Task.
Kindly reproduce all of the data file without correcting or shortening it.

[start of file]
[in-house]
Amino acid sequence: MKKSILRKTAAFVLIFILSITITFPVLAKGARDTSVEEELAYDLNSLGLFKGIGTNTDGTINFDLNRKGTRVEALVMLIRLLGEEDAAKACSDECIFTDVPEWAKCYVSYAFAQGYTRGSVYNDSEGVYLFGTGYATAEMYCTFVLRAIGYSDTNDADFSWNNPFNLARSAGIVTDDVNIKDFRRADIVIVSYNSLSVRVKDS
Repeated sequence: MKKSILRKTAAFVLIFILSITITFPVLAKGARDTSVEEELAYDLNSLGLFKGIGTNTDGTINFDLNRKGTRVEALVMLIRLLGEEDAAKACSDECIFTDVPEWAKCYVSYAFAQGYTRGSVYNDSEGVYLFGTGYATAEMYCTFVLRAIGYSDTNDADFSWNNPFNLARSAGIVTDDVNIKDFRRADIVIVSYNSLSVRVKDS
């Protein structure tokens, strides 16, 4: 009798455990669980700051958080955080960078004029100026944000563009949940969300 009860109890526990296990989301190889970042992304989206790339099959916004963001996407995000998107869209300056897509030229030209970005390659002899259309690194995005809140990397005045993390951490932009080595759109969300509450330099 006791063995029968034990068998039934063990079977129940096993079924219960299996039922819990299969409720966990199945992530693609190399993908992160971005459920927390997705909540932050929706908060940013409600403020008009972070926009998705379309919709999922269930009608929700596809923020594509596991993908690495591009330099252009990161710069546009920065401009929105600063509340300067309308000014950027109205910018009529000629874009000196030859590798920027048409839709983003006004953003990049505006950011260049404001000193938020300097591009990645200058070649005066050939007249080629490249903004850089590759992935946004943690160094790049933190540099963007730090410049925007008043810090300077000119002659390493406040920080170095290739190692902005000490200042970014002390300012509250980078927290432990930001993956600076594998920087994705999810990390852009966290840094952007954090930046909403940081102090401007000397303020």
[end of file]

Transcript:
[in-house]
Amino acid sequence: MKKSILRKTAAFVLIFILSITITFPVLAKGARDTSVEEELAYDLNSLGLFKGIGTNTDGTINFDLNRKGTRVEALVMLIRLLGEEDAAKACSDECIFTDVPEWAKCYVSYAFAQGYTRGSVYNDSEGVYLFGTGYATAEMYCTFVLRAIGYSDTNDADFSWNNPFNLARSAGIVTDDVNIKDFRRADIVIVSYNSLSVRVKDS
Repeated sequence: MKKSILRKTAAFVLIFILSITITFPVLAKGARDTSVEEELAYDLNSLGLFKGIGTNTDGTINFDLNRKGTRVEALVMLIRLLGEEDAAKACSDECIFTDVPEWAKCYVSYAFAQGYTRGSVYNDSEGVYLFGTGYATAEMYCTFVLRAIGYSDTNDADFSWNNPFNLARSAGIVTDDVNIKDFRRADIVIVSYNSLSVRVKDS
């Protein structure tokens, strides 16, 4: 009798455990669980700051958080955080960078004029100026944000563009949940969300 009860109890526990296990989301190889970042992304989206790339099959916004963001996407995000998107869209300056897509030229030209970005390659002899259309690194995005809140990397005045993390951490932009080595759109969300509450330099 006791063995029968034990068998039934063990079977129940096993079924219960299996039922819990299969409720966990199945992530693609190399993908992160971005459920927390997705909540932050929706908060940013409600403020008009972070926009998705379309919709999922269930009608929700596809923020594509596991993908690495591009330099252009990161710069546009920065401009929105600063509340300067309308000014950027109205910018009529000629874009000196030859590798920027048409839709983003006004953003990049505006950011260049404001000193938020300097591009990645200058070649005066050939007249080629490249903004850089590759992935946004943690160094790049933190540099963007730090410049925007008043810090300077000119002659390493406040920080170095290739190692902005000490200042970014002390300012509250980078927290432990930001993956600076594998920087994705999810990390852009966290840094952007954090930046909403940081102090401007000397303020």